Yes, using indexed colour PNG's can save massive amounts of memory and therefore make rendering a lot quicker. (It will also let you use MUCH larger image maps - I was able to get up to about 8000 pixels square, couldn't get close using JPG's).

Also look at your shadowing options - you can often turn off shadows for fill lights, or make them shadow mapped with the results cached if nothing moves through the light...

starbase1
01-03-2008, 08:31 AM
Forgot to say - if you are using procedural textures, particularly if they are ones you downloaded rather than creating yourself, check the number of octaves / levels where relevant. Few levels and a higher small power (closer to 1) can often get the same effect but faster.

Lowering those can speed things up, and reduce your need for aa too.

Steamthrower
01-03-2008, 08:35 AM
So, somewhat related: do procedural textures render faster than image mapped textures as a rule of thumb?

I've been able to create much more realistic liquid surfaces using procedurals than I ever could by using image maps, but with the project I have at the moment I'm wondering what would end up rendering faster.

Skinner3D
01-03-2008, 11:28 AM
:thumbsup: Thanks for all the tips. I'm going to have to sit down later today and actually try them in my scene. I will also post a couple of images.

arrow1234
01-03-2008, 11:40 AM
...
7. Be careful when using the Reflection Blurring option...this can kill your render times. If possible, do the blurring in post using a compositing package like Fusion or After Effects. For example, if the blurring needs to be on a ground, render an gradient pass for the floor based on incidence angle to use as a blur mask. This is a lot faster than rendering the effect in LightWave.
...

oh ye i noticed this one, my rendering time sometimes boost up to x1.5 or even x2 because of the reflection blur.
but do u mind telling me where the compositing package that you are talking about?, i would like to try it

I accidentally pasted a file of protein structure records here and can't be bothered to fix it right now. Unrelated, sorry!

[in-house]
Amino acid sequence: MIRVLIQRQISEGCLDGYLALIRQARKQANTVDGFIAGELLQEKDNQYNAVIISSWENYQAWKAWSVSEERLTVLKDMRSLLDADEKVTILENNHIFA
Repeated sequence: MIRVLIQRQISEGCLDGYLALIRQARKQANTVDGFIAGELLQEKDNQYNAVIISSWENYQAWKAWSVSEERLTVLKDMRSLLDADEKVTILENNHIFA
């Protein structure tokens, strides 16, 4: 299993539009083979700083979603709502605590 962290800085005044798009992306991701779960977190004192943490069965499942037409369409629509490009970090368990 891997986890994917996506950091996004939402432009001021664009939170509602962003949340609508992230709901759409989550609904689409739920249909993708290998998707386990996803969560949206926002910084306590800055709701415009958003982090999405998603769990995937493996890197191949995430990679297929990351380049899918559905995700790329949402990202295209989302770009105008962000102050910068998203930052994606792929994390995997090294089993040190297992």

and i also noticed there is a decrease in time length if you lower the Rays per Evaluation under GI tab from default 48 down to like 12 or even lower. I dont really see the difference, what does it exactly do?


thanks for the tips

JeffrySG
01-03-2008, 11:42 AM
So, somewhat related: do procedural textures render faster than image mapped textures as a rule of thumb?
I would think that generally the opposite would be true. Image textures would render faster than procedurals. All procedurals need to be computed before being applied to the surface.

Steamthrower
01-03-2008, 12:35 PM
Good, thanks. I've never run a test but I guess I need to in order to see just how much time I can cut off renders.

Greenlaw
01-03-2008, 01:57 PM
So, somewhat related: do procedural textures render faster than image mapped textures as a rule of thumb?

I've been able to create much more realistic liquid surfaces using procedurals than I ever could by using image maps, but with the project I have at the moment I'm wondering what would end up rendering faster.

This has always been debatable as it depends on the procedurals you use and how many you may have stacked as layers. I prefer to use procedurals either to enhance bitmap textures or when they can offer an animated effect that would be difficult to do with bitmaps (i.e., water, plasma, pyro effects, etc.)

Generally, I prefer bitmaps for texturing as I almost always base my textures on photographs. Photo-based textures will always get you closer to 'photoreal' more quickly than procedurals, and with today's digital still cameras it's so easy to go out and shoot what ever you need for textures. There are also a lot of great sources for photo-based textures out there; for example http://mayang.com/textures/ is a terrific source.